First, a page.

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Vietnam’s Medical Diplomacy Hits a Snag

Published 05 Dec 2021
Trang Bui

Five years ago, Vietnam determined that by 2020 it would shift from being “a friend” and “reliable partner” to that of “a responsible actor in the international community”. An important element in this has been medical or Covid 19 diplomacy rather than cultural diplomacy. But in 2021, a resurgence of Covid 19 has raised doubts about whether this attempt to gain status as a responsible middle power in the Asia- Pacific region can be maintained.

Last year, Vietnam exported billions of face masks to 51 countries. The first and foremost recipients were close neighbors and ideological comrades of Hanoi (China, Laos and Cambodia), as well as 17 bilateral partners across the Asia-Pacific, Europe, and North America. Despite its relatively low manufacturing capacity compared to other countries, Vietnam’s timely and high- quality pharmaceutical support has made it a pioneer in conducting COVID-19 diplomacy. Often known as an aid recipient, Vietnam’s role as an aid donor in 2020 was impressive for an emerging power.

But a spread of the Delta variant of the virus in 2021, in Vietnam and elsewhere, has cast a shadow over the future of Hanoi’s attempt at medical diplomacy. Compared to having 1,465 infections and 35 deaths in 2020, the current death toll in Vietnam is more than 22,000 out of almost one million cases, and there is no sign that the pandemic will be brought under control soon. As well, vaccines have become the key to effective Covid 19 mitigation in most countries of the world, but it is unlikely that Vietnam will be able to engage in “vaccine diplomacy” because the government in Hanoi is struggling to vaccinate its own population. In Southeast Asia, Vietnam has the second-lowest vaccination rate – only higher than Myanmar, a country currently grappling with severe political upheaval. As of early November, only 60% of the Vietnamese population has received the first dose, and just 29% received two doses. Consequently, Hanoi will find it hard to incorporate vaccine diplomacy in its COVID-19 diplomatic toolkit.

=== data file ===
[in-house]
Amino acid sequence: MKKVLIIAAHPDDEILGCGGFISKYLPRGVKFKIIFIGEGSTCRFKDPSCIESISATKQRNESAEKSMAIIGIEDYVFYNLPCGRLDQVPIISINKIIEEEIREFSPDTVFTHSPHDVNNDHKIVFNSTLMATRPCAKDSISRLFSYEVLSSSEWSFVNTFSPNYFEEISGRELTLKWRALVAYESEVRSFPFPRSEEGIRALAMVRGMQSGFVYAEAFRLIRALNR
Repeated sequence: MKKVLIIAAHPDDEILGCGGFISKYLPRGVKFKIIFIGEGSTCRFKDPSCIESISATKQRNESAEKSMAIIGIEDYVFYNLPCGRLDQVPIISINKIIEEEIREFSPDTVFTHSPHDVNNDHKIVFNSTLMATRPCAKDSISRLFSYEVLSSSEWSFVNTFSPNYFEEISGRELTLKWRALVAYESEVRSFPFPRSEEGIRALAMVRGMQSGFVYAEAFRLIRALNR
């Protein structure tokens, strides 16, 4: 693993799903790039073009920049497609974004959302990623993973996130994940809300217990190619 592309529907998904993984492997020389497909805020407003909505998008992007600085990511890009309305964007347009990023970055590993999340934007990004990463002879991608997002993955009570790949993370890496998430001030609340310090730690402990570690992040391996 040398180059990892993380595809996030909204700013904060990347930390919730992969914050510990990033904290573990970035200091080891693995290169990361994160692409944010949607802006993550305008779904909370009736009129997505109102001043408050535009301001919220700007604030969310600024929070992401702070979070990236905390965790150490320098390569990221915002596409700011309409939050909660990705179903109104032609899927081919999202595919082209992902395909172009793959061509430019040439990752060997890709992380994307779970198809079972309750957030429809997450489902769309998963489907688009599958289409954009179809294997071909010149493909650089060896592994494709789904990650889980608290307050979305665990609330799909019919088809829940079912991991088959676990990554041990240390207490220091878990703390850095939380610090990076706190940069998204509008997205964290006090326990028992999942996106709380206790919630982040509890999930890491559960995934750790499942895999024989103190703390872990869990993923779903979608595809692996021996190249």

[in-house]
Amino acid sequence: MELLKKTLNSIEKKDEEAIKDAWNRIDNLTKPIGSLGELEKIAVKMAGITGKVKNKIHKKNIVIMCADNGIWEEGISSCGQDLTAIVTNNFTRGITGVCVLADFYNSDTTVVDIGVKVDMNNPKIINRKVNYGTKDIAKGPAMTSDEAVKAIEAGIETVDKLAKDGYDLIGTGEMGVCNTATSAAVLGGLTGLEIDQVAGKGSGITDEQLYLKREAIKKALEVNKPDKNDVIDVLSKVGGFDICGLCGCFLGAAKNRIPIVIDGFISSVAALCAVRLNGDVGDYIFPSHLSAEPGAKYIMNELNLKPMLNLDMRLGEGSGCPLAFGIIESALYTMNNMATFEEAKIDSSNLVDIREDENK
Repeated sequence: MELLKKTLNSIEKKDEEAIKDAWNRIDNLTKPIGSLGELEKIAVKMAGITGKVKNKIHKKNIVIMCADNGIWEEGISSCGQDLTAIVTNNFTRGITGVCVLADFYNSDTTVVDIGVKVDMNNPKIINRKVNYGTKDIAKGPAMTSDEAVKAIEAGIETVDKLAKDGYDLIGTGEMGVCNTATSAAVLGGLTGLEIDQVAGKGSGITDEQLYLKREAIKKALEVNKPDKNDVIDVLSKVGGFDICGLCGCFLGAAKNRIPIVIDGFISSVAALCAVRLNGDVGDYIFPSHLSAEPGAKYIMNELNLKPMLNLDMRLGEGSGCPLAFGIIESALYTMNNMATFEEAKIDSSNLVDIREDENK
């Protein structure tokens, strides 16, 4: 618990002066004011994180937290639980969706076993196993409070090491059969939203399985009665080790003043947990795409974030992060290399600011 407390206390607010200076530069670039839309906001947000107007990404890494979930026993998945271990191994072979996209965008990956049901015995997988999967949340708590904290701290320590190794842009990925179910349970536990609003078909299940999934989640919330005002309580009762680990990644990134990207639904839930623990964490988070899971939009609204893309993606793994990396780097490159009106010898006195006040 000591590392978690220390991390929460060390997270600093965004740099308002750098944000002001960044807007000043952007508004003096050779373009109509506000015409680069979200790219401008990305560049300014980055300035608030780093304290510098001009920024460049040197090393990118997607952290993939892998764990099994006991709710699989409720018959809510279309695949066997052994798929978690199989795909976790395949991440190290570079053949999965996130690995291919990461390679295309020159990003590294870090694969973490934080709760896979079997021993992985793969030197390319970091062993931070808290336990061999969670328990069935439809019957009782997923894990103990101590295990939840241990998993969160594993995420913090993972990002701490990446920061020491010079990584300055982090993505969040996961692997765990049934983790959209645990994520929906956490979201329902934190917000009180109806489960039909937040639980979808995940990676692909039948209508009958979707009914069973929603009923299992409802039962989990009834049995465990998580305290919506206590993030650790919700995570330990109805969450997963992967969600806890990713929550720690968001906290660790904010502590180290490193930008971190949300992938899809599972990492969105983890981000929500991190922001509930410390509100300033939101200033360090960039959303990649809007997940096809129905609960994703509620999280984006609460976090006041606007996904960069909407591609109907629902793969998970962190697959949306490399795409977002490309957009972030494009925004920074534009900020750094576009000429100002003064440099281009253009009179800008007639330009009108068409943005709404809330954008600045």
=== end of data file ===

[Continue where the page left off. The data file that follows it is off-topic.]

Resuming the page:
Low manufacturing capacity and purchasing power cannot fully explain Vietnam’s slow vaccination roll-out. As a pandemic outlier and a prominent face mask donor in 2020, Vietnam had plenty of time to build up a stock of vaccines before the new outbreaks in 2021. However, underestimating the Delta variant and being overconfident with the early pandemic achievements, the government believed that the population could wait until a homegrown vaccine is developed and approved. Consequently, the government did not secure its vaccine supplies. Also, many Vietnamese people were initially hesistant to receive Astraceneza and  waited for a better vaccine to be available.

Trang Bui (Grace) is an International Relations and Communication and Media Studies student at the University of Wollongong. She is currently undertaking an Honours year, writing a thesis on Vietnam’s public diplomacy and nation branding during the COVID-19 pandemic in 2020. Grace was an editor of student-led Frontier: UOW Journal of International Affairs, and interned at a consultancy firm, DevDAS, where she focused on the Australian aid and development in the Asia-Pacific region, specifically in Fiji and Timor Les-te. Her interests include Vietnamese politics, Asia-Pacific politics, public diplomacy and political communication.

Trang Bui is an intern with the Australian Institute of International Affairs NSW.